El tema central de este Blog es LA FILOSOFÍA DE LA CABAÑA y/o EL REGRESO A LA NATURALEZA o sobre la construcción de un "paradiso perduto" y encontrar un lugar en él. La experiencia de la quietud silenciosa en la contemplación y la conexión entre el corazón y la tierra. La cabaña como objeto y método de pensamiento. Una cabaña para aprender a vivir de nuevo, y como ejemplo de que otras maneras de vivir son posibles sobre la tierra.

lunes, 7 de enero de 2013

La vida de Art and Nan Kellam en su isla de Maine



If you've ever been in love, you've probably turned to your sweetheart and said something like, "Darling, you're my everything." Perhaps you've daydreamed with your significant other about "getting away from it all"—buying a boat, moving to Sweden, moving to Galesnjaksomewhere you could live in harmony, just you two and the big blue sky. But Eve can't unbite the apple: it's civilization and other people and "I've got to work late again tonight, honey," and that's life forevermore. And would you really move to nowhere with your someone if you could?

Here's a tale of two people who did: Art and Nan Kellam, who married in 1935 and moved to an uninhabited island off the coast of Maine in 1949, where they remained together until 1985. The story has been told before: in a wonderful 2003 Times article and in a series of photographs of the Kellam's homestead, taken by David Graham. But neither of these was complete. In "We Were an Island," Peter P. Blanchard III uses Nan's journals, the manuscript of the unfinished book she and Art were writing about their adventure, and their letters and family photos to weave a narrative that is at times touching, at times daunting, at time strangely relatable. Art and Nan led a relatively austere existence, chopping wood, cutting paths through the forest, growing vegetables, rowing to the mainland if they needed special supplies—but what comes through in "We Were an Island" is how inconsequential all this is. The substance of the story is their relationship, which is instantly recognizable to anyone who's ever been in one. Art and Nan had nicknames for each other and made-up words only the two of them knew; they left notes on the door when they stepped out so that the other wouldn't worry; they bickered; Art read aloud to Nan each night. The Times article recalls how, late in life, when Nan was living in a nursing home on the mainland (Art died in 1985; Nan died in 2001), a friend asked her about the books:

"What did he read to you,'' Mrs. Kellam was asked by Ms. Fox, who visited her in 1997. 
''It was always the right thing,'' she answered.

It's the answer of someone for whom another person was everything, but I think she'd have given it if they'd lived in Manhattan in an apartment with three screaming children. I love the title of this book for that reason: it points up where, precisely, the solitude and intimacy of a loving relationship lies.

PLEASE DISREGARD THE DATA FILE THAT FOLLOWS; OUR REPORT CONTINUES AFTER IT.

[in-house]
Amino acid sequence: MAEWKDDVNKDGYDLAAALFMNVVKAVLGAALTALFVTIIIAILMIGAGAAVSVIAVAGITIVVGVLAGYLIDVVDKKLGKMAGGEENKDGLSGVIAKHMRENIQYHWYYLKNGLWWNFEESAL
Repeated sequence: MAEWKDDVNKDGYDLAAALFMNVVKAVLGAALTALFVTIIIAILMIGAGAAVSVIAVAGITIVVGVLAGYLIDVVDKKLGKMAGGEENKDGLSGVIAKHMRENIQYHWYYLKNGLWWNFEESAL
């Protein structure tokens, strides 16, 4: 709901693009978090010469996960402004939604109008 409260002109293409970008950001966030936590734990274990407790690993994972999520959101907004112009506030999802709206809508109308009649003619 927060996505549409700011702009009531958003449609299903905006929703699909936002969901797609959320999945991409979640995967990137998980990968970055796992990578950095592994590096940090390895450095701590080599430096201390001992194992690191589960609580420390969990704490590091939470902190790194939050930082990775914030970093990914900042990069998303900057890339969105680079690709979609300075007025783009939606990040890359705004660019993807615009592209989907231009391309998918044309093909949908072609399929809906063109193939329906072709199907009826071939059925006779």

Art and Nan rowing. Photograph by Nancy Rigdon.

The potbellied stove. Photograph by David Graham

(...) My favorite love story played out on a beautiful Maine island called Placentia. Arthur and Nan Kellam, an aviation engineer (who worked in Wisconsin http://www.allbusiness.com/environment-natural-resources/ecology/14528751-1.html) and his wife, moved from California in 1949 and settled on the 500 acre island. They built a house in a little clearing and left love notes for one another every time they separated for the day—to explore different parts of their beloved island. Placentia Island has a number of ephemeral streams, seeps and forested wetlands, mainly Spruce fir and sphagnum moss, with wild chanterelle mushrooms and cherry trees.

Art built a great bandstand overlooking the sea, for his wife, a romantic spot. He also had another little building he called his “retreat,” which had ingenious Murphy-style furniture, when folded out one way, became a table; when adjusted, became a bookshelf or storage. The Kellams had two wells, one near the house and one near the bandstand. They didn’t have running water, electricity or any convenience that the mainlanders enjoyed. They grew vegetables in their garden. They rowed their dory to the nearby Great Gott Island for supplies like kerosene. Sometimes friends, including the Rockefellers, brought fresh milk and oranges, but the Kellams sustained their private life together on very little from the outside world. Fog encircled the island on most days, preventing casual visits from neighboring islanders. http://www.nytimes.com/2003/02/13/garden/living-to-the-power-of-two.html?pagewanted=all

This past spring author Peter Blanchard III published a book about the Kellams entitled, We Were an Island partly based on Nan’s writings and unfinished book that she started with her husband. She described in her journal that they had searched for a place, an island that would fulfill their “dream of peace.”

I visited the house in 1999, just a few years before Nan passed away. Inside the house, it is easy to picture how everything had its place; they each had their spot for sitting, a single desk, stacks of TIME magazine (so they kept up on current events!) It inspired the poem, “If I Were an Island,” posted here: http://aswm.org/wordpress/110/320/446/ The Nature Conservancy manages the uninhabited Placentia Island. The only way to visit the island is to sign up to volunteer to work in one of TNC’s nature preserves—with Placentia Island, a nesting site for bald eagles, being on the list for September 2010: http://www.nature.org/wherewework/northamerica/states/maine/volunteer/art24384.html


Kellam house

Everything in the Kellam’s house is completely necessary, and beautifully worn:


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